Differentiating Hate from Disagreement

We live in a day and age where the word “hate” is grossly overused. All we have to do is accidentally look at someone the wrong way and fifty people will lash out with blog posts and vlogs. And God forbid that that person is of a different religion, skin color, culture, or sexual orientation than you. If they are of the minority, they get double protection from our society.

Christians are one of the most persecuted religious groups in the world, and yet we are called inconsiderate. Hypocritical. Insensitive. Granted, there are some Christians that are more outspoken then others. As is true for all religions, there are some Christians who do not act as Christ-like as others. There are people who call themselves Christians who give the Christianity name, and worse, the name of Christ a bad rep. But that still is not enough grounds to call Christians haters.

It is easy to loop everyone under one label. Everybody does it, including myself (see my blog post “Stereotypes” for more thoughts on that topic). The point I am trying to make is that words are powerful. We should be very selective in the words that we use.

I am going to use a very controversial topic as an example, so please bear with me. I believe that homosexuality is wrong. I could point out numerous Bible Verses that say the same (Leviticus 18:22, 20:13; 1 Corinthians 6:8-10; Romans 1:18-32). The most base argument I can make is that in Genesis, God created a woman to be a man’s companion (Genesis 2:18-25). There are countless Bible Verses that discuss a marriage between a man and a woman (Ephesians 5:25-33; Mark 10:1-12; Proverbs 5:18-19, 12:4); obviously if God intended for marriage to be between two people of the same sex, then there would be verses about this type of marriage. Does the fact that I do not agree with homosexuality mean that I hate homosexuals? Absolutely not! In fact, I pray for them often. If and when I meet homosexuals, I do not spit in their faces or slap them or ridicule them. If they were to ask my opinion on their decision, of course I would present it, but that would not be hating on them. That would be expressing my belief, just as their expressing their love for each other in their own way is expressing their belief.

America is an amazing country that has supposedly granted its citizens the freedom to choose. I say “supposedly” because with every passing day, it is becoming apparent that this country is not as free as it appears. Within the confines of our society, there are limits to the things we can say and do. Rules are good. Rules were created for a reason. However, when Christians specifically are ridiculed and brought to court for expressing their beliefs, while others are allowed to freely express their beliefs (homosexuals waving their rainbow flags and signs, Catholics dressing in their grandeur and performing mass), there is something wrong. There is something wrong with our culture’s idea of freedom.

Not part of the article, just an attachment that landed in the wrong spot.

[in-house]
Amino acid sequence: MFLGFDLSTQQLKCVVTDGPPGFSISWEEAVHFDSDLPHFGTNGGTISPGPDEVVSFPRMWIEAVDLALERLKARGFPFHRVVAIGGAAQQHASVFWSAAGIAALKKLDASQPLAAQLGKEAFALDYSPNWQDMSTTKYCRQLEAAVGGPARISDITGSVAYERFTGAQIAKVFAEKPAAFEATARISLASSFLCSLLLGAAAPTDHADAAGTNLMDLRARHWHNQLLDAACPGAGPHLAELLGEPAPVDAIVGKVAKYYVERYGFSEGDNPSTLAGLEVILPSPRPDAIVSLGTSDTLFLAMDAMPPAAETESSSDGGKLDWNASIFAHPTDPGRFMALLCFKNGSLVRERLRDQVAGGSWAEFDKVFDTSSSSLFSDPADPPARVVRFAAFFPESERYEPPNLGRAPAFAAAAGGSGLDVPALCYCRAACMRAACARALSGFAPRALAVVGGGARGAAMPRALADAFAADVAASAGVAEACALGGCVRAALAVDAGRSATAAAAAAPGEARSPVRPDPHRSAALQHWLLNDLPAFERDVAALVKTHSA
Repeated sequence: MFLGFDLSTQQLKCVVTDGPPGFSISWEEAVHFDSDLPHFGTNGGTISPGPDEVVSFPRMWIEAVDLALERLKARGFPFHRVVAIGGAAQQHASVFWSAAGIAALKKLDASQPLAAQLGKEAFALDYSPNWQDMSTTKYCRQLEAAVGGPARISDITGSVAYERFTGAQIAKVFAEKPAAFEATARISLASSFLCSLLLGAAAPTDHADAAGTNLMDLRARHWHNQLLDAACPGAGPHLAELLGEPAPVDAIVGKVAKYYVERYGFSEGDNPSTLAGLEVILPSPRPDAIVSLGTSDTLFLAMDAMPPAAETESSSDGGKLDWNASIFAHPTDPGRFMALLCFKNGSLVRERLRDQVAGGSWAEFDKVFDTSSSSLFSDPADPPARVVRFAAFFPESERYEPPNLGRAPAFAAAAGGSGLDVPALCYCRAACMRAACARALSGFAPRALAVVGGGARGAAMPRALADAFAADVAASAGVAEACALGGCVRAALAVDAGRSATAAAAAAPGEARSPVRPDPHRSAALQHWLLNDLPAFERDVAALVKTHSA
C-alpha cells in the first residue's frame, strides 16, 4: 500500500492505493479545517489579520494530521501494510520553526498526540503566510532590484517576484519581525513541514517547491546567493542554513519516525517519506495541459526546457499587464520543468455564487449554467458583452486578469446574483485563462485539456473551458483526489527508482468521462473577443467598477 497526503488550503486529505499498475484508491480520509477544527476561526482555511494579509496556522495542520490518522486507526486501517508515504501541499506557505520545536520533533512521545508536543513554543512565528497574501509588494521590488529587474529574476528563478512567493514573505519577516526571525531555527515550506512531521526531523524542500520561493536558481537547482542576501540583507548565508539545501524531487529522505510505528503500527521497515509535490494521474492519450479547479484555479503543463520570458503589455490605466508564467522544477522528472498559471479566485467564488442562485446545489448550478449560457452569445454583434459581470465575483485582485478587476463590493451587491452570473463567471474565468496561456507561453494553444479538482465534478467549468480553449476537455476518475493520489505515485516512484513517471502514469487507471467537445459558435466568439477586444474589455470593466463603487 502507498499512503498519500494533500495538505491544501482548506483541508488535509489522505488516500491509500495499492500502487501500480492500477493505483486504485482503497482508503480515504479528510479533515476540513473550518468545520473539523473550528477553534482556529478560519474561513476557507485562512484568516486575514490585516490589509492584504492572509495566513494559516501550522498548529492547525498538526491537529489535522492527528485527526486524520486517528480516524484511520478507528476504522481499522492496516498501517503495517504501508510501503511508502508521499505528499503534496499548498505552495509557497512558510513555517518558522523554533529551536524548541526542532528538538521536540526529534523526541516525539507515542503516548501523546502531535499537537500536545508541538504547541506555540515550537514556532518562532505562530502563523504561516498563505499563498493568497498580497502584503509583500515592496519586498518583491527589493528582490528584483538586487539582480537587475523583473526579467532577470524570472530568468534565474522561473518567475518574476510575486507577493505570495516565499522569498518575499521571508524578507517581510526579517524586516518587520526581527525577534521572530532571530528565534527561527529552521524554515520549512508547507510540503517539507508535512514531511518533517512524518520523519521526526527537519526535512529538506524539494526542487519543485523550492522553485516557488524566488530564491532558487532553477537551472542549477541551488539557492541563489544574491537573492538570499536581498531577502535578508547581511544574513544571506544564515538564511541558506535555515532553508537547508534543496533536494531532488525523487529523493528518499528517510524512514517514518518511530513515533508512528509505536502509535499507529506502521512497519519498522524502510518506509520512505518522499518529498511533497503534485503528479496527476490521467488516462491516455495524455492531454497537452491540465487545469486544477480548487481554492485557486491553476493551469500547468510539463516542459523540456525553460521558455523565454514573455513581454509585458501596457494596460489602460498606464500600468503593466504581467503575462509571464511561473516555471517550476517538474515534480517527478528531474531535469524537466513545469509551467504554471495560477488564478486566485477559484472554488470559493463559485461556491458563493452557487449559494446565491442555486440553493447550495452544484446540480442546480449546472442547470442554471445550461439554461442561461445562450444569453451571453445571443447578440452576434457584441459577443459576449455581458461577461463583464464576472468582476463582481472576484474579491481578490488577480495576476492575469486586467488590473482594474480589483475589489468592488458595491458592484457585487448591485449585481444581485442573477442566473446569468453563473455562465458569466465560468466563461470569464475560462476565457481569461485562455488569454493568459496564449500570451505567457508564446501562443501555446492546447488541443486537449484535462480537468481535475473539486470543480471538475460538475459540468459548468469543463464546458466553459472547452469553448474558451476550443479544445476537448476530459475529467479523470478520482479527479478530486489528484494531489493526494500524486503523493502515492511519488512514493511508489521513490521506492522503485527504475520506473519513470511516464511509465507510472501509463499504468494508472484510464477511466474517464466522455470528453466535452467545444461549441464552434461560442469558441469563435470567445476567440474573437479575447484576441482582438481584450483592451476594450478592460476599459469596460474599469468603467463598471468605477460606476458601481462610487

I am not saying that everyone should flaunt their beliefs. There are certain courtesies and kindnesses that should be extended in all scenarios and across all religions. And there are boundaries that should be placed when it comes to expressing belief. Thanks to freedom, everyone has their own idea of what boundaries and courtesies should be placed and utilized. Unfortunately people tend to take things to the extreme, going so far as to sometimes call Christians haters when they express their beliefs.

It is my prayer that everyone will come to a place where they realize the difference between hate and disagreeing. It is okay to disagree with somebody as long as you do not become extreme to the point of hating them. At the core, it is a heart issue. If in your heart there is actual hate for those of (for example) homosexuals, then you do become qualified to be called a hater. However, since nobody but Jesus can actually see and know a person’s true heart, nobody should have the right to call someone else a hater.

The conclusion? Be selective about words. They are powerful and are often taken to the extreme.

There are those who hate Christianity and call their hatred an all-embracing love for all religions.

G. K. Chesterton
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